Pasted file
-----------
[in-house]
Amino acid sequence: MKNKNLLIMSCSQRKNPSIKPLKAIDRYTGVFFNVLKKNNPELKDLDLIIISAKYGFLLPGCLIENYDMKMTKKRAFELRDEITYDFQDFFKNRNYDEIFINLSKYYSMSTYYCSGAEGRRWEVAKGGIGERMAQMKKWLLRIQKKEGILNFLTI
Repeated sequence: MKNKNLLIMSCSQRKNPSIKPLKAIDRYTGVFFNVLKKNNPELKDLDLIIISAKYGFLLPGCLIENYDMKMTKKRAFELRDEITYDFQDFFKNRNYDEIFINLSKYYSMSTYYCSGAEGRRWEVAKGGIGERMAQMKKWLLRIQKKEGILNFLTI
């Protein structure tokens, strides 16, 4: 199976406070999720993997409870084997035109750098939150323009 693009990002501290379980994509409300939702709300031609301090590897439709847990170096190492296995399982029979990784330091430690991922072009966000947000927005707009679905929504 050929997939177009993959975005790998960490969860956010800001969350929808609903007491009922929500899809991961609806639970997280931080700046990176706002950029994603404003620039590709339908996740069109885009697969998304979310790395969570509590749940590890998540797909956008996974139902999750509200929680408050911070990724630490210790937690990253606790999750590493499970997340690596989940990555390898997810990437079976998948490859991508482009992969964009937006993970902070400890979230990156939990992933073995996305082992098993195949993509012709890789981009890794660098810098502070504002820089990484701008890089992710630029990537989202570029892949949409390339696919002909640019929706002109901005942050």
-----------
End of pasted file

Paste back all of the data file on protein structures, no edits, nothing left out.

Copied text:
[in-house]
Amino acid sequence: MKNKNLLIMSCSQRKNPSIKPLKAIDRYTGVFFNVLKKNNPELKDLDLIIISAKYGFLLPGCLIENYDMKMTKKRAFELRDEITYDFQDFFKNRNYDEIFINLSKYYSMSTYYCSGAEGRRWEVAKGGIGERMAQMKKWLLRIQKKEGILNFLTI
Repeated sequence: MKNKNLLIMSCSQRKNPSIKPLKAIDRYTGVFFNVLKKNNPELKDLDLIIISAKYGFLLPGCLIENYDMKMTKKRAFELRDEITYDFQDFFKNRNYDEIFINLSKYYSMSTYYCSGAEGRRWEVAKGGIGERMAQMKKWLLRIQKKEGILNFLTI
């Protein structure tokens, strides 16, 4: 199976406070999720993997409870084997035109750098939150323009 693009990002501290379980994509409300939702709300031609301090590897439709847990170096190492296995399982029979990784330091430690991922072009966000947000927005707009679905929504 050929997939177009993959975005790998960490969860956010800001969350929808609903007491009922929500899809991961609806639970997280931080700046990176706002950029994603404003620039590709339908996740069109885009697969998304979310790395969570509590749940590890998540797909956008996974139902999750509200929680408050911070990724630490210790937690990253606790999750590493499970997340690596989940990555390898997810990437079976998948490859991508482009992969964009937006993970902070400890979230990156939990992933073995996305082992098993195949993509012709890789981009890794660098810098502070504002820089990484701008890089992710630029990537989202570029892949949409390339696919002909640019929706002109901005942050």